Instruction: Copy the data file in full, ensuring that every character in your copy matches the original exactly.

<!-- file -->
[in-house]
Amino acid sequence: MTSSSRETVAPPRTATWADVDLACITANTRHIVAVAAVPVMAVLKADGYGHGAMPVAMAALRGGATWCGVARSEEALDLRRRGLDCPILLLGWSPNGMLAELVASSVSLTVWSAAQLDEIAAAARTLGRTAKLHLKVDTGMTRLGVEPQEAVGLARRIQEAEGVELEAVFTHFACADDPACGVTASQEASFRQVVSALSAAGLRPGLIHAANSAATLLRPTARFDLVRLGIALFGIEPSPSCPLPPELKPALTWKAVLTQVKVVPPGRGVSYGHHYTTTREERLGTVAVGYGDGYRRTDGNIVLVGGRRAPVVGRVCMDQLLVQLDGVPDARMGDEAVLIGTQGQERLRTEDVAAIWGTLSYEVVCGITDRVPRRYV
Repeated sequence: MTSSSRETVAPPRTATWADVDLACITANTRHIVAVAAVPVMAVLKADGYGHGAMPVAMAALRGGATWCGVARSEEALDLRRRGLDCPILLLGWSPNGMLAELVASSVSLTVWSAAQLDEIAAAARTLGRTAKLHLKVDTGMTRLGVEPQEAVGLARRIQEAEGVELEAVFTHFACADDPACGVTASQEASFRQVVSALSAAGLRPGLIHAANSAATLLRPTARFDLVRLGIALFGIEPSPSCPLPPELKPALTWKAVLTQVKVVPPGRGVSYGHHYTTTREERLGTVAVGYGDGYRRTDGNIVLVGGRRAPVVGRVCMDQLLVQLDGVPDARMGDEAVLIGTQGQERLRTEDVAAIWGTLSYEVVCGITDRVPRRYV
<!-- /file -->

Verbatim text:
[in-house]
Amino acid sequence: MTSSSRETVAPPRTATWADVDLACITANTRHIVAVAAVPVMAVLKADGYGHGAMPVAMAALRGGATWCGVARSEEALDLRRRGLDCPILLLGWSPNGMLAELVASSVSLTVWSAAQLDEIAAAARTLGRTAKLHLKVDTGMTRLGVEPQEAVGLARRIQEAEGVELEAVFTHFACADDPACGVTASQEASFRQVVSALSAAGLRPGLIHAANSAATLLRPTARFDLVRLGIALFGIEPSPSCPLPPELKPALTWKAVLTQVKVVPPGRGVSYGHHYTTTREERLGTVAVGYGDGYRRTDGNIVLVGGRRAPVVGRVCMDQLLVQLDGVPDARMGDEAVLIGTQGQERLRTEDVAAIWGTLSYEVVCGITDRVPRRYV
Repeated sequence: MTSSSRETVAPPRTATWADVDLACITANTRHIVAVAAVPVMAVLKADGYGHGAMPVAMAALRGGATWCGVARSEEALDLRRRGLDCPILLLGWSPNGMLAELVASSVSLTVWSAAQLDEIAAAARTLGRTAKLHLKVDTGMTRLGVEPQEAVGLARRIQEAEGVELEAVFTHFACADDPACGVTASQEASFRQVVSALSAAGLRPGLIHAANSAATLLRPTARFDLVRLGIALFGIEPSPSCPLPPELKPALTWKAVLTQVKVVPPGRGVSYGHHYTTTREERLGTVAVGYGDGYRRTDGNIVLVGGRRAPVVGRVCMDQLLVQLDGVPDARMGDEAVLIGTQGQERLRTEDVAAIWGTLSYEVVCGITDRVPRRYV